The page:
When it comes to Regulation E of the Electronic Funds Transfer Act, prepaid card issuers have clear guidance with regard to payroll cards. Issuers do not need to provide a paper statement to cardholders unless the cardholder requests it in writing.
The bank must provide account information by telephone and electronically at the customer’s request. How this regulation applies to other forms of reloadable, open-loop prepaid cards is not entirely clear, according to banking executives.
With state laws there is no consistency when it comes to prepaid cards. Abandoned property laws are one area that banks will need to pay attention to going forward, because some states exempt prepaid cards and others require the money to be escheated back to the state after a certain time if the card is not used.
Gift cards may be treated differently than other kinds of prepaid cards because retailers issue them and some states treat them in the same way as they did paper gift certificates, while other states may carve out an exemption for cards.
Banks that plan to issue prepaid cards of any kind should review state laws to make sure their programs comply with any relevant statutes and regulations.A useful resource is a report produced by the Network Branded Prepaid Card Association.
Another legal concern that affects prepaid cards is state payroll laws.Many states have restrictions on how employers can disburse wages. Theunderlying principle behind these laws is that employers cannot compel workers to receive their wages in a way that costs the workers money.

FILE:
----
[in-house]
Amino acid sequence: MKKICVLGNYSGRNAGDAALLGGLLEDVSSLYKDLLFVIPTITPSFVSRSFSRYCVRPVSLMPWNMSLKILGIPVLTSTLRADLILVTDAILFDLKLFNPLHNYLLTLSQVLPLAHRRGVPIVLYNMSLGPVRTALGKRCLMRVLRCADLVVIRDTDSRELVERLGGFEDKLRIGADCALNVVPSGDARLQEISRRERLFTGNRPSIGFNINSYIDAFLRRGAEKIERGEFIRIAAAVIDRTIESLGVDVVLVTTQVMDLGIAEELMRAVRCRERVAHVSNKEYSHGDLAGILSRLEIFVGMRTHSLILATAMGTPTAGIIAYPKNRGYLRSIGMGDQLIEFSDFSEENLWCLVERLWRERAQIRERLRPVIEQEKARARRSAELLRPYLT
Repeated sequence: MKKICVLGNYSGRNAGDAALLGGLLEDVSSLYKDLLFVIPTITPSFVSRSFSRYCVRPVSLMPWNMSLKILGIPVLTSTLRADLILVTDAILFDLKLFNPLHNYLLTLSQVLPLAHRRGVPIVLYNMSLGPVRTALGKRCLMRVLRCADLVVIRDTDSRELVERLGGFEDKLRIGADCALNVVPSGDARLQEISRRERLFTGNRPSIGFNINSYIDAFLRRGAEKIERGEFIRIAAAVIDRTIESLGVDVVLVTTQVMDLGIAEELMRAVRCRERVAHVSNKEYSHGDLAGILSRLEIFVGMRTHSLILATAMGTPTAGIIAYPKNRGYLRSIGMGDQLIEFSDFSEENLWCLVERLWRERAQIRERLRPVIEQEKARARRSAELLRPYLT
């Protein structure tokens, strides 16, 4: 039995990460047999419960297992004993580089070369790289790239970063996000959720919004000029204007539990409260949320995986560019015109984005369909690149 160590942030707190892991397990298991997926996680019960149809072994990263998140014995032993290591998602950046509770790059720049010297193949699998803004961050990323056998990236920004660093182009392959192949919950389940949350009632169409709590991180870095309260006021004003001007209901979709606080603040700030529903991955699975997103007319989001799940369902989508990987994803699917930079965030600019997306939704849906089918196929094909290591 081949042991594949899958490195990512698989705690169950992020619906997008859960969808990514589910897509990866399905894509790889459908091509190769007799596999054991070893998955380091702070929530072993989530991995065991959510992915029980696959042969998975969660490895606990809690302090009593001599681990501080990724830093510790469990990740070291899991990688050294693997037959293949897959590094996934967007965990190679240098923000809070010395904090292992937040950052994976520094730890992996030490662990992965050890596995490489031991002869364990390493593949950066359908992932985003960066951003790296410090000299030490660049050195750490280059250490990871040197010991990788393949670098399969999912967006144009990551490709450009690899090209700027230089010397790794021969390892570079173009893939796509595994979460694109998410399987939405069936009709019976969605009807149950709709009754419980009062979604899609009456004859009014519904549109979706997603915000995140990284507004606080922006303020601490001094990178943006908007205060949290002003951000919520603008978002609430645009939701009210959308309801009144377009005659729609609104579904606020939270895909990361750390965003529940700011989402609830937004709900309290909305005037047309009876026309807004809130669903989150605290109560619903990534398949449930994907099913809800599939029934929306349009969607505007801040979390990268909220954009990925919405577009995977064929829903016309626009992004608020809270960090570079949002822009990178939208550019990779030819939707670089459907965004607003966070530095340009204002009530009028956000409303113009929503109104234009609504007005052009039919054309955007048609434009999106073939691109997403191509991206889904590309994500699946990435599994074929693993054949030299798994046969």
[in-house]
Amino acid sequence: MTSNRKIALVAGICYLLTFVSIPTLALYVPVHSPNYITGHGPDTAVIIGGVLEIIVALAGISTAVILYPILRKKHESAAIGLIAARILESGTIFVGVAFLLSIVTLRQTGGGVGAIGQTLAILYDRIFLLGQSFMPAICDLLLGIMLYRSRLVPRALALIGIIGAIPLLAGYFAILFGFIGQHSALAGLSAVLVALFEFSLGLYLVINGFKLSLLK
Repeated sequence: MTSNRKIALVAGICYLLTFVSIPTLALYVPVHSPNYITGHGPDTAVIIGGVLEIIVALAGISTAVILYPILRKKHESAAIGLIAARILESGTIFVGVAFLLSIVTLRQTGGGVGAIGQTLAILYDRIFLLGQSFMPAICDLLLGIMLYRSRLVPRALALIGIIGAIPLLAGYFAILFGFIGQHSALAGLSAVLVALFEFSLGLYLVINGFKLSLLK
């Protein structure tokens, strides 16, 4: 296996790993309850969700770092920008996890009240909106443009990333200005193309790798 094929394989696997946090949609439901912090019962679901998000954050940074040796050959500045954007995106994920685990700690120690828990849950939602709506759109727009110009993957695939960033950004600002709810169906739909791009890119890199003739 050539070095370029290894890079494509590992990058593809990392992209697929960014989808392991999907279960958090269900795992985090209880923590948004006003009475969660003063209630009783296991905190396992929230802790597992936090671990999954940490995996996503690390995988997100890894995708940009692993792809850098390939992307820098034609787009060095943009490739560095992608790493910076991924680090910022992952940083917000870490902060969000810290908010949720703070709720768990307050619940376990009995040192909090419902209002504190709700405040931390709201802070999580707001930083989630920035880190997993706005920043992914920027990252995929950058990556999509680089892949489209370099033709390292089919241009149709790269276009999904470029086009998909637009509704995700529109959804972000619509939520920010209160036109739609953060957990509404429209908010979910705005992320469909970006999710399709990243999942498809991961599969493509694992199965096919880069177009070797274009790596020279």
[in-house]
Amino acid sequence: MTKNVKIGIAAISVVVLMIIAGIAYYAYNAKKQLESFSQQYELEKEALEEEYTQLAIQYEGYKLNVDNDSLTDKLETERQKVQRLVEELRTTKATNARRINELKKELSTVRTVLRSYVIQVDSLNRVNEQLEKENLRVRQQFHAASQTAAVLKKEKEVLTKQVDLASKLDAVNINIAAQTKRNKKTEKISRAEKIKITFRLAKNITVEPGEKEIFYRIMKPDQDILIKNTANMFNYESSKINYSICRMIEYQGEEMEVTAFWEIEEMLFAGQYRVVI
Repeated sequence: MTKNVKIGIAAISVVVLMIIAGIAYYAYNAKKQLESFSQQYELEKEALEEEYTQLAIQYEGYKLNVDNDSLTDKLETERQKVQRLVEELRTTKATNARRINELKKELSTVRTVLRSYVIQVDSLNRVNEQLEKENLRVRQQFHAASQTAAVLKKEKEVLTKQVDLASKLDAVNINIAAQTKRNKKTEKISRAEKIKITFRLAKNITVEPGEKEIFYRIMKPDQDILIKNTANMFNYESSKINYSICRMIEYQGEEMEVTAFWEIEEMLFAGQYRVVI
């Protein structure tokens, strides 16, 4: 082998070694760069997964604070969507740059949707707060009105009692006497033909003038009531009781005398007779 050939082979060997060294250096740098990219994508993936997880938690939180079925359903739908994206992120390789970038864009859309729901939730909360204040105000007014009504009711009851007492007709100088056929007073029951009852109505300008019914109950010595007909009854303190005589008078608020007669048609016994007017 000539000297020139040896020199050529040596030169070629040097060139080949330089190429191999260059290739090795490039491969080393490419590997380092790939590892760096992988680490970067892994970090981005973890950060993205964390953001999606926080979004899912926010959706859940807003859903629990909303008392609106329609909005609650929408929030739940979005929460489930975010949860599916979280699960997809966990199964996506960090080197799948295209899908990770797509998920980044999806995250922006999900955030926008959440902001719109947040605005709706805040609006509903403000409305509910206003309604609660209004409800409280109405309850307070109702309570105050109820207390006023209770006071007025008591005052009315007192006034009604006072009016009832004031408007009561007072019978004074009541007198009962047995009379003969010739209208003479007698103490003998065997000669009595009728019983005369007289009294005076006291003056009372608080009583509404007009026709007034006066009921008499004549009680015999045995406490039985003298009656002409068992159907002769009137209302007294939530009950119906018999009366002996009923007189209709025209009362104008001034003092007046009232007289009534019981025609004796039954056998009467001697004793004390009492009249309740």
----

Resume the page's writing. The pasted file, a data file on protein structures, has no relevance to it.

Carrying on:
Still product design can help a bank or program manager deal with this issue. For example, when University National Bank wanted to offer payroll cards, it
ran into this problem.
So instead of selling cards to employers as payroll cards, it worked with an independent sales organization to sell cards directly to consumers who then opted to have their wages directly deposited to the cards. Because the employees chose to have their wages deposited to the card, the employer was not forcing them to take their pay in a way that cost them money, and the bank could still assess fees on the cards.
The Credit CARD Act of 2009 was signed into law on May 22. It amended the Electronic Funds Transfer Act and put limits on fees and expiration dates for prepaid cards. While the act excludes a large number of prepaid cards, banks that are considering offering gift cards need to examine the provisions of this law to make sure they are in compliance.
Banks need to stay abreast of changes in regulations, and regulators should make sure that new rules do not unnecessarily stifle growth or innovation in the prepaid industry.